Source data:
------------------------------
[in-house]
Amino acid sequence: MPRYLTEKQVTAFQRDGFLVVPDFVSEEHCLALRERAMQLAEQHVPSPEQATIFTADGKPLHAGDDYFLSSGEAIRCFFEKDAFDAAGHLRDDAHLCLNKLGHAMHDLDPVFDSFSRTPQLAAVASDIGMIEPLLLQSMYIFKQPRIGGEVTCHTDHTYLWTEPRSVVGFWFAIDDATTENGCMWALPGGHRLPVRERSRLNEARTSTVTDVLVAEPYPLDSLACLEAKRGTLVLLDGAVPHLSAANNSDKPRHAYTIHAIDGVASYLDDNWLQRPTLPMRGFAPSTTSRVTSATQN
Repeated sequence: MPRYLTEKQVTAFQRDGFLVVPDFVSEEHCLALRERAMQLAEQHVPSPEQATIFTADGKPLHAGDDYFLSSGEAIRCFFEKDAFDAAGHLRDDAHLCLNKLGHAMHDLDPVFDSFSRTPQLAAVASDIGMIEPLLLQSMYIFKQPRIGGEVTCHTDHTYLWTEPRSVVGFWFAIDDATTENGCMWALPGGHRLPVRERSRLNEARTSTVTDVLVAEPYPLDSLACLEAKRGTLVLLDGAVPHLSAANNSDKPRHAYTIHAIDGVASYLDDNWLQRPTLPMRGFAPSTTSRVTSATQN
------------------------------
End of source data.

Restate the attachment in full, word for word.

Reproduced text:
[in-house]
Amino acid sequence: MPRYLTEKQVTAFQRDGFLVVPDFVSEEHCLALRERAMQLAEQHVPSPEQATIFTADGKPLHAGDDYFLSSGEAIRCFFEKDAFDAAGHLRDDAHLCLNKLGHAMHDLDPVFDSFSRTPQLAAVASDIGMIEPLLLQSMYIFKQPRIGGEVTCHTDHTYLWTEPRSVVGFWFAIDDATTENGCMWALPGGHRLPVRERSRLNEARTSTVTDVLVAEPYPLDSLACLEAKRGTLVLLDGAVPHLSAANNSDKPRHAYTIHAIDGVASYLDDNWLQRPTLPMRGFAPSTTSRVTSATQN
Repeated sequence: MPRYLTEKQVTAFQRDGFLVVPDFVSEEHCLALRERAMQLAEQHVPSPEQATIFTADGKPLHAGDDYFLSSGEAIRCFFEKDAFDAAGHLRDDAHLCLNKLGHAMHDLDPVFDSFSRTPQLAAVASDIGMIEPLLLQSMYIFKQPRIGGEVTCHTDHTYLWTEPRSVVGFWFAIDDATTENGCMWALPGGHRLPVRERSRLNEARTSTVTDVLVAEPYPLDSLACLEAKRGTLVLLDGAVPHLSAANNSDKPRHAYTIHAIDGVASYLDDNWLQRPTLPMRGFAPSTTSRVTSATQN